The Kent Farming Conference is set to return to the Kent Showground, Maidstone, on the 25th of January following the success of last year’s inaugural event.
In light of the organisation’s centenary, this year’s event will look to the ‘Future of Farming’, with a focus on technology, crop research, conservation and diversification.
Speakers for the 2023 event include:
Jake Fiennes, general manager of conservation at Holkham Estate. Covering 25,000 acres in North Norfolk, Holkham Estate has been well known for its conservation and environmental vision. Mr Fiennes was appointed to his role in 2018, bringing to it a long history of land management, and has implemented a range of environmental measures.
Professor Mario Caccamo, CEO of the National Institute of Agricultural Botany (NIAB). Trained as a computer scientist, Professor Caccamo has twenty years of experience in life science research and big data, including projects to apply the latest DNA sequencing technologies and bioinformatics methods. He has been CEO of NIAB since 2021.
David Wolfe, Wakelyns Farm and BBC Food & Farming Finalist 2022. The son of Ann and Martin Wolfe, who in 1994 planted twenty hectares of experimental agroforestry at Wakelyns, Suffolk, Mr Wolfe has continued to honour their legacy since their passing, developing a short food chain and enterprise stacking approach to maximise productivity.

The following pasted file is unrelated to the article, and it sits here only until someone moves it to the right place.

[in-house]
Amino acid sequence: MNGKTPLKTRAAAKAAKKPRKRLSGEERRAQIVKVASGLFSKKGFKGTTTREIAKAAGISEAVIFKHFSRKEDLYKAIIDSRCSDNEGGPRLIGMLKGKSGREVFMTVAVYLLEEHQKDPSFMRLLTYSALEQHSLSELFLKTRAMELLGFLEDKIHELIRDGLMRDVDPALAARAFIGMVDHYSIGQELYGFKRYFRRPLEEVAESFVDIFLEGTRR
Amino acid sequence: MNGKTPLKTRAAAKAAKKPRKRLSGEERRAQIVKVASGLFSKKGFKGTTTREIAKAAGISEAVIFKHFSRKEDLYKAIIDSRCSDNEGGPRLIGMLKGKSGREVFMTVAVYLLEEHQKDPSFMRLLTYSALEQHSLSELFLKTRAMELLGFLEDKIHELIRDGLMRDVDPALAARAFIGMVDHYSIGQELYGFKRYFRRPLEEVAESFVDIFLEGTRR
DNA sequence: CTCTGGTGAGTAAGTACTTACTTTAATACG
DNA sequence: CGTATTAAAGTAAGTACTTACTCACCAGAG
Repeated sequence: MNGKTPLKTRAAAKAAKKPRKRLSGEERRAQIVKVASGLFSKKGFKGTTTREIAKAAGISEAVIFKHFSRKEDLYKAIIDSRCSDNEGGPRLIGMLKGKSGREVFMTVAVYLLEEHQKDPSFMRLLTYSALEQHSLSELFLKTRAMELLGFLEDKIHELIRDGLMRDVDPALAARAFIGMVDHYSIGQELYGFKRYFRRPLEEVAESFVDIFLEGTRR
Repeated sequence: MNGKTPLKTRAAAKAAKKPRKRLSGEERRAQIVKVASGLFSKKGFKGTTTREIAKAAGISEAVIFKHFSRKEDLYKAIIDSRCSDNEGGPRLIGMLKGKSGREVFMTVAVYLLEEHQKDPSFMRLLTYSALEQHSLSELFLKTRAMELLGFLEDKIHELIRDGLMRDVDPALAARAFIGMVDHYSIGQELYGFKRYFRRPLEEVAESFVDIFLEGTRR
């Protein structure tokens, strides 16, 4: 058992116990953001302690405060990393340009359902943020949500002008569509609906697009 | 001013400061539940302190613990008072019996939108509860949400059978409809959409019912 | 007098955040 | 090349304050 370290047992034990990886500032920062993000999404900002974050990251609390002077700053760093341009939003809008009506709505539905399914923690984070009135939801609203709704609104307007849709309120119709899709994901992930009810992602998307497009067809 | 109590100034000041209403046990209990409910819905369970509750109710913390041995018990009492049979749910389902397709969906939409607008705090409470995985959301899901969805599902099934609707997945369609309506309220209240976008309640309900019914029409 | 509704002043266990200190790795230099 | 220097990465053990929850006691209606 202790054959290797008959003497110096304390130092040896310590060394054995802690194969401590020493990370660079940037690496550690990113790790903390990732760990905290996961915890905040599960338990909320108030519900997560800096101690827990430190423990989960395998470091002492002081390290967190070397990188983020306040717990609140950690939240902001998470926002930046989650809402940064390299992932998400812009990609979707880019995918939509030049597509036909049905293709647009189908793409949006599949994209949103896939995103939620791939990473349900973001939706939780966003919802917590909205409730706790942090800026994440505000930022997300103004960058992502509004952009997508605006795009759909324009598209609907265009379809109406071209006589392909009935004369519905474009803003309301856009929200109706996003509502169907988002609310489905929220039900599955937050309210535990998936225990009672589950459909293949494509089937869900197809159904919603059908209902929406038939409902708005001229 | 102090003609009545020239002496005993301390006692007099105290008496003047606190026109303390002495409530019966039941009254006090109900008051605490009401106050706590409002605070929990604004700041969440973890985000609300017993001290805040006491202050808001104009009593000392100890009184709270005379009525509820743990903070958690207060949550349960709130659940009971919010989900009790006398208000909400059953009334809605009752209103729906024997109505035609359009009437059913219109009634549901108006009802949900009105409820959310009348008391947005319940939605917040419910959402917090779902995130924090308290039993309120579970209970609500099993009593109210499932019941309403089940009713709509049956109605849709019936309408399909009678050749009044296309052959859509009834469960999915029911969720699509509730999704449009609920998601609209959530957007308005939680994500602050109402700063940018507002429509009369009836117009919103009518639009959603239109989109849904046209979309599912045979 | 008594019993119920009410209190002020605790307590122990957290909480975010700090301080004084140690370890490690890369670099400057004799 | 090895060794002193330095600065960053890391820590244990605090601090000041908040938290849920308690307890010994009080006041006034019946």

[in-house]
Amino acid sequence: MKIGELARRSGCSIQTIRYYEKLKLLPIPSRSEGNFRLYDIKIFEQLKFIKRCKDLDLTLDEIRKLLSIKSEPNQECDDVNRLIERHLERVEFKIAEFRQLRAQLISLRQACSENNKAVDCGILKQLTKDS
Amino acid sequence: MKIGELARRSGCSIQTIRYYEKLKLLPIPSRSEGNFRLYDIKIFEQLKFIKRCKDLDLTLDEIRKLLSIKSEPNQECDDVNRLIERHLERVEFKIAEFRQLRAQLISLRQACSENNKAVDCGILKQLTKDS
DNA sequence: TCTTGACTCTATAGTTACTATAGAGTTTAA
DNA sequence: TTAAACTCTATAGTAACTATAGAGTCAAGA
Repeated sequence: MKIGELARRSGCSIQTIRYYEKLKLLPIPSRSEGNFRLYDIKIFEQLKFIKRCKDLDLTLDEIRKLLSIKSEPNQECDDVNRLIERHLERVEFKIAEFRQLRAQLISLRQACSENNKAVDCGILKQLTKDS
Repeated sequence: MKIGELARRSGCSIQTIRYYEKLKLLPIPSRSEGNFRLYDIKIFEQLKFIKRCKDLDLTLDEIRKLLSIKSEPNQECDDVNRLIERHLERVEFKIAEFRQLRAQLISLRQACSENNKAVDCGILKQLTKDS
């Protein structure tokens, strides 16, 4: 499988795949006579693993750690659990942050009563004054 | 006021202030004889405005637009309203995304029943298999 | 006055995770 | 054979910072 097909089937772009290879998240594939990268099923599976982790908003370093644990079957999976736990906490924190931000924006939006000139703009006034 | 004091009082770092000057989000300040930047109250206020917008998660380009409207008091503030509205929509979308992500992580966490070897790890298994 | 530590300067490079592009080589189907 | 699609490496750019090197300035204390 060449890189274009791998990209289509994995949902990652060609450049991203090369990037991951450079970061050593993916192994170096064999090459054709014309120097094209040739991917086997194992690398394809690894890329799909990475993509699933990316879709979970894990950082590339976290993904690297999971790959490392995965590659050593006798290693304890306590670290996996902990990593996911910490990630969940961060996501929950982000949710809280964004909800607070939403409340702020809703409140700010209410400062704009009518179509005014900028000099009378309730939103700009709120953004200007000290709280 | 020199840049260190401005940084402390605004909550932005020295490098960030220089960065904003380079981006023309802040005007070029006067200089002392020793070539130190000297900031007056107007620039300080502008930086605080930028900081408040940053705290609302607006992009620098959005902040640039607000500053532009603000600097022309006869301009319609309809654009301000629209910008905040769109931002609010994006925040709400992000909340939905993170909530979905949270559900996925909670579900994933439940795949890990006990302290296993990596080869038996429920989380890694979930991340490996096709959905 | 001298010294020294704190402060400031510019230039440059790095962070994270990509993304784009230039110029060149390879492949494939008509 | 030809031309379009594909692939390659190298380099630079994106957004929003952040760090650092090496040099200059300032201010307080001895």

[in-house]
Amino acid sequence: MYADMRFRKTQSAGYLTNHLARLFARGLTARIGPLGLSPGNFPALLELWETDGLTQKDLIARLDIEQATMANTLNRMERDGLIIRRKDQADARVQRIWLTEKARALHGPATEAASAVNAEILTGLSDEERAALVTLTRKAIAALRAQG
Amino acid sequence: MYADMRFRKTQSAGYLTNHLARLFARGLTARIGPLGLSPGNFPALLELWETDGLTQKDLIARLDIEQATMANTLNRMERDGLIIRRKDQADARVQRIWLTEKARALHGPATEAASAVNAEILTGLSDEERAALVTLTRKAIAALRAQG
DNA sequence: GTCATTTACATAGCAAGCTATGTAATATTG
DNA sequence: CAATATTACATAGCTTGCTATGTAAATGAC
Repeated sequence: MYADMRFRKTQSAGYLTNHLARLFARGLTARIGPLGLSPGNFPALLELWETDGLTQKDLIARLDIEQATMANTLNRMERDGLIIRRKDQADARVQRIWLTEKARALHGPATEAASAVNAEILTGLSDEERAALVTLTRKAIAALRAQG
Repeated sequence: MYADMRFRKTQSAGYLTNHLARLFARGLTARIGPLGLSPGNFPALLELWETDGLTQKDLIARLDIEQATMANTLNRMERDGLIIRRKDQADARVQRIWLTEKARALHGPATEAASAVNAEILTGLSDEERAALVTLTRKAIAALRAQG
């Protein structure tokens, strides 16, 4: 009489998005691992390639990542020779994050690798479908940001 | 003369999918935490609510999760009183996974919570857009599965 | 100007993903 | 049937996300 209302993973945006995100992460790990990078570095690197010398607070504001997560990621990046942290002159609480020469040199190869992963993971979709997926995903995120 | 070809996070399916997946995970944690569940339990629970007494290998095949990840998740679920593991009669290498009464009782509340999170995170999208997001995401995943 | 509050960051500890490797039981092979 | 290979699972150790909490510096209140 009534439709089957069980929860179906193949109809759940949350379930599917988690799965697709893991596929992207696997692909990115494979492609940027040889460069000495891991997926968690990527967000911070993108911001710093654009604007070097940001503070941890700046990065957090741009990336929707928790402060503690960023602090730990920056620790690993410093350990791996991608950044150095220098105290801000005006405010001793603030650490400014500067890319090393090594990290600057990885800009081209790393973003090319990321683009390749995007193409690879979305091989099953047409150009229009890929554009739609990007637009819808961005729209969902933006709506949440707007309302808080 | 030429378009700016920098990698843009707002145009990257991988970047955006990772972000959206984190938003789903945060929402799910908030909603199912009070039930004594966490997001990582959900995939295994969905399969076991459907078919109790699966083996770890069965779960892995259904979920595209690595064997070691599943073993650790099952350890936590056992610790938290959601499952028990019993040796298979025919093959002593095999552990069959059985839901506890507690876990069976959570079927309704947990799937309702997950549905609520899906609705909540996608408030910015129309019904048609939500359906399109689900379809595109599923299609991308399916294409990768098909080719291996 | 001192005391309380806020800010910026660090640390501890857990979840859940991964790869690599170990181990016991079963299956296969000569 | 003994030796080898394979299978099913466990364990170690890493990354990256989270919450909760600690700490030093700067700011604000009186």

Small Robot Company. A Wiltshire-based startup, the Small Robot Company aims to make farming more sustainable by using robotics and artificial intelligence, calling the process ‘per plant farming’.
Nick Evans, director and co-founder of Oxbury Bank. Mr Evans has spent his whole career in the farming industry, specifically in financial services and international IT. In 2017, he established Oxbury Bank with James Farrar, which remains the only UK bank dedicated to agriculture.
Abigail Brightwell and Lee May, Brachers. Both Ms Brightwell and Mr May work for award-winning law firm Brachers and will give an overview of the legal considerations that rural businesses should be thinking about in 2023.
Julian Barnes, chairman of the Kent County Agricultural Society, said: “We were delighted with how well received our first Farming Conference was last year and are looking forward to hosting an even bigger audience in 2023.
“With farmers facing more challenges today than ever before, whether it be the climate crisis, food security, cost across fuel, fertiliser, packing, and machinery, lower returns for goods, or the reduced numbers of harvest workers, there has never been a more crucial time to extend support and offer advice to the industry than now.
“It is our hope, as the Conference continues to grow, for it to become a valuable resource to both established farmers and agricultural students, as an opportunity to learn from the trials and tribulations of others, and absorb new ideas and information to help improve their ways of working.”
The Kent Farming Conference will be an in-person-only event. Tickets are free but must be booked online in advance. For more information go to www.kcas.org.uk